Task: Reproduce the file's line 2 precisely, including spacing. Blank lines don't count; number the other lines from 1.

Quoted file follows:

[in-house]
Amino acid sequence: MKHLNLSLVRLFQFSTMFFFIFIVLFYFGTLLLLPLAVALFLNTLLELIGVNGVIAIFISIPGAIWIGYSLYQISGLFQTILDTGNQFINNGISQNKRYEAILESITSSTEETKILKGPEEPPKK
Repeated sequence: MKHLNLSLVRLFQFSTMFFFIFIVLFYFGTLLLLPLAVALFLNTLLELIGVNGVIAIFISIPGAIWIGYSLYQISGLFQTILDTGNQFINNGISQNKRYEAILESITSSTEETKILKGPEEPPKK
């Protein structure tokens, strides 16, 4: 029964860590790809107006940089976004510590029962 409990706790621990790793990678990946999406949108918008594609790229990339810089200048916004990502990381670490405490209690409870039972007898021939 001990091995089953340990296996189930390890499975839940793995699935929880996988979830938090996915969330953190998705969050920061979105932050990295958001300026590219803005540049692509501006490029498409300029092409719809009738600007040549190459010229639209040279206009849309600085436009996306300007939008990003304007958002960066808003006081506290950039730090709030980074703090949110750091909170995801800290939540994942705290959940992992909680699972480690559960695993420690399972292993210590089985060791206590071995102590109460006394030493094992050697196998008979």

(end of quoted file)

Amino acid sequence: MKHLNLSLVRLFQFSTMFFFIFIVLFYFGTLLLLPLAVALFLNTLLELIGVNGVIAIFISIPGAIWIGYSLYQISGLFQTILDTGNQFINNGISQNKRYEAILESITSSTEETKILKGPEEPPKK